Acacia belongs to the Leguminosae family which also includes the Powder Puff, Brazilian Rain Tree and Tamarind among others. There are over 1000 species of Acacia trees and shrubs found mostly in sub-tropical and tropical regions, most commonly Australia and Africa. About 75% are Australian species, but those considered the most beautiful are from Africa. The Australian species do not do as well in high humidity climates. When seen in nature at maturity, the Acacia has few if any lower branches and a spreading crown.

 Here are a few varieties suitable for bonsai:

 Acacia farnesiana Sweet Acacia. A thorny plant with delicate, bipinnate compound leaves, colorful yellow flowers and brown seed pods.

 Acacia choriophylla Thornless Acacia. This tree has long, thick, pinnate, dark green leaflets. Native to the Florida Keys, Bahamas and Cuba. Resembles the tamarind.

 Acacia pennatula Feather Acacia. Tree has bipinnate leaves with beautiful red new growth. Leaves reduce very easily.

 Acacia cornigera Bullhorn Acacia. This tree is distinctive because of the large, impressive thorns. The tree has a symbiotic relationship with ants. The trees provide nectar to the ants, and the ants protect the tree from invasive plants and pest. The ants reside in the thorns which become hallow with age. Native to South Africa, so are the ants.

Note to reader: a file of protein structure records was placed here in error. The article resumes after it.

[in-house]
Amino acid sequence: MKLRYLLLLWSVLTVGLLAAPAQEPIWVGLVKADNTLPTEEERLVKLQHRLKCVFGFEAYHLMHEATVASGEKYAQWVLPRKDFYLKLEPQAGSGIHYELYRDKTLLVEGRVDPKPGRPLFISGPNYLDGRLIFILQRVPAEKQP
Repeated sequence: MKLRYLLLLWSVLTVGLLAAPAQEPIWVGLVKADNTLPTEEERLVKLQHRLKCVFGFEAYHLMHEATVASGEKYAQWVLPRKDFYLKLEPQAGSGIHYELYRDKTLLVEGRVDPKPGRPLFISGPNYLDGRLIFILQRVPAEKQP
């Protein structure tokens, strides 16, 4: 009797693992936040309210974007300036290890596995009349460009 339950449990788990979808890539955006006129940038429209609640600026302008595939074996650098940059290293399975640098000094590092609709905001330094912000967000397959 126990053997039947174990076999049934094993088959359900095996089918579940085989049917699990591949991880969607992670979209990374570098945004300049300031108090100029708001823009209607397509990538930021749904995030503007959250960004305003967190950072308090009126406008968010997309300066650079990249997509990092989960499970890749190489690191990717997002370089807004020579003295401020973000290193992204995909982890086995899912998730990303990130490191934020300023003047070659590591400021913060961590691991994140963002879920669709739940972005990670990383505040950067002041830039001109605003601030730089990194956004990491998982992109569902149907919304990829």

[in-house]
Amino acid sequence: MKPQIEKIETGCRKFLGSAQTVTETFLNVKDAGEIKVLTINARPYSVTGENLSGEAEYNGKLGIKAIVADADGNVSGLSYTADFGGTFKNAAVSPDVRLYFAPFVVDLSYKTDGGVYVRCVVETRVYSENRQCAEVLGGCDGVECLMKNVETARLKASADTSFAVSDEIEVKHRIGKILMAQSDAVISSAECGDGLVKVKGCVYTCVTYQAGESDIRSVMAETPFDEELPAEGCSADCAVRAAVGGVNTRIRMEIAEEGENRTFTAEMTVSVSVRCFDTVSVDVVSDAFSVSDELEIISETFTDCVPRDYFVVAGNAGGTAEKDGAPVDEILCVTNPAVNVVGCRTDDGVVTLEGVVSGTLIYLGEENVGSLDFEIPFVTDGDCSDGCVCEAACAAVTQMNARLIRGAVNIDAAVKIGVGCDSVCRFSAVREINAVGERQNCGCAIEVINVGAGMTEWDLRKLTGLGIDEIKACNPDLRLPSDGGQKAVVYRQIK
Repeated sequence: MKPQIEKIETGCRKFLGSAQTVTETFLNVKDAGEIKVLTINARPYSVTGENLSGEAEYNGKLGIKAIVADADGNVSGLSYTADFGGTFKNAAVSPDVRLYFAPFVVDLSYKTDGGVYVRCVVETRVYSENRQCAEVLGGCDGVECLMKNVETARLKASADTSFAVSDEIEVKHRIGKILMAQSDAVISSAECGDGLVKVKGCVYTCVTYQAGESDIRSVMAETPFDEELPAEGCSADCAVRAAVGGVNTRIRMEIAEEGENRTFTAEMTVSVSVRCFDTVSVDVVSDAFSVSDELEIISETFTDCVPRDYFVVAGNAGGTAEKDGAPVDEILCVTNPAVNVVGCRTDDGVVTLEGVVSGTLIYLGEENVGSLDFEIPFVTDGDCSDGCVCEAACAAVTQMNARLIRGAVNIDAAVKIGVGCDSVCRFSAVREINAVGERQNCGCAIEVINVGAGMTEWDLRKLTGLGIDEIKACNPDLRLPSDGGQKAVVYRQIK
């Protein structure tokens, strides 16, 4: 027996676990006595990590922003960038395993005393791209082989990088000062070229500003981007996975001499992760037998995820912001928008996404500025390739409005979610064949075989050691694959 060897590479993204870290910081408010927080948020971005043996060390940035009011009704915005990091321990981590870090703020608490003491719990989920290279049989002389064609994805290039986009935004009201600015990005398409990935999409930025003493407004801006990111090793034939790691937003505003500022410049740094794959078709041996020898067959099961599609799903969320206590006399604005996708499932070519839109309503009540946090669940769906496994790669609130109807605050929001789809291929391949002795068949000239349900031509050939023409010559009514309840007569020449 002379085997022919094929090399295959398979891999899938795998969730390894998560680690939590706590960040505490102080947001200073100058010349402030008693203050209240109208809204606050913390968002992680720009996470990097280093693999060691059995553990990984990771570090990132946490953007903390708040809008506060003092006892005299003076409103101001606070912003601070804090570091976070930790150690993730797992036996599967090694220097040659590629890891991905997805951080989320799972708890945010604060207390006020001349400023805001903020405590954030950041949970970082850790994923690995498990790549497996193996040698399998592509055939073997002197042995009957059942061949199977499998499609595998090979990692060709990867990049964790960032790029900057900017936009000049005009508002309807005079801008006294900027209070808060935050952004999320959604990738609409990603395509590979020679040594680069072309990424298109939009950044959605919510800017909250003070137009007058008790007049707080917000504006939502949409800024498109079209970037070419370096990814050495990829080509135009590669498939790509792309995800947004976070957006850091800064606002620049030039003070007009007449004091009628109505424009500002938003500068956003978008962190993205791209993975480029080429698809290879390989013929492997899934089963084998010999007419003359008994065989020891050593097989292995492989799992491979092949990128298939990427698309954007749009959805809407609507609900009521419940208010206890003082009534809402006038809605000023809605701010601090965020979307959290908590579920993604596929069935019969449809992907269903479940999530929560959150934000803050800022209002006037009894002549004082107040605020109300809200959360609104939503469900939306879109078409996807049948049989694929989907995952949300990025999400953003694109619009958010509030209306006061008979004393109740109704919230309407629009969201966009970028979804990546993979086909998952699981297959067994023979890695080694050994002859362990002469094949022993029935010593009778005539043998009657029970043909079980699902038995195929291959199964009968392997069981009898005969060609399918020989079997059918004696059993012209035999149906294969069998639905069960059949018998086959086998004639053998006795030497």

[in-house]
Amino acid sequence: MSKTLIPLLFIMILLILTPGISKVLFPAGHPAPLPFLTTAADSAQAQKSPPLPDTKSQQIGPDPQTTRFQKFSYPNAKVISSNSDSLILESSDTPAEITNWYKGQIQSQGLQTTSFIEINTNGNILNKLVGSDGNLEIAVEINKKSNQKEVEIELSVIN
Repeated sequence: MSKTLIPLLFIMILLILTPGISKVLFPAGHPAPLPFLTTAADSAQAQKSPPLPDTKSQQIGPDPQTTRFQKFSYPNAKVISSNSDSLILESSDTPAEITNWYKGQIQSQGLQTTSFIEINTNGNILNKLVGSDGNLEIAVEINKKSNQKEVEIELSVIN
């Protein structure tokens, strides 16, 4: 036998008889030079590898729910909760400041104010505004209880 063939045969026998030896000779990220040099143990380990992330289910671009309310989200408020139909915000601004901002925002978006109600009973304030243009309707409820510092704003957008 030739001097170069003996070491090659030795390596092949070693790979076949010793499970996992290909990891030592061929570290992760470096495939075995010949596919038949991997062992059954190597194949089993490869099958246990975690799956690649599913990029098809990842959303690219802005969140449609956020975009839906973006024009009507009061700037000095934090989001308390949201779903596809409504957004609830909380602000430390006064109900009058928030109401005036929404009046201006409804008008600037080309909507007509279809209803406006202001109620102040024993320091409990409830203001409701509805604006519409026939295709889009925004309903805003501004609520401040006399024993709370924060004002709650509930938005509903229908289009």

PRUNING... Prune back rather hard after blooming, blooms in spring. The leaves are compound, so only cut at a joint, not leaflet. Both the roots and top can be heavily pruned.

 TRAINING... Bark is thin and delicate, can scar very easily. Heavier branches you might want to wrap with raffia or florist tape to minimize scarring. Generally trained with an open crown, somewhat flat topped. Think Africa.

 WATERING... Fairly drought tolerant, careful not to over water. Allow to dry down between waterings.

 LIGHT... Prefers full sun but can tolerate lower light conditions.

 INSECT/DISEASE... Havenít really had a problem with any insects or disease.

 REPOT... Summer, minimum night temperature-lower to mid 60s. Rather quick growers, but donít mind being a little root bound. Young trees every 1-2 years. Older 2-3 or more years.

 FERTILIZE... Low nitrogen fertilizer through blooming season. Then a balanced fertilizer through growing season.

 SEASONAL... Protect below 40 degrees.
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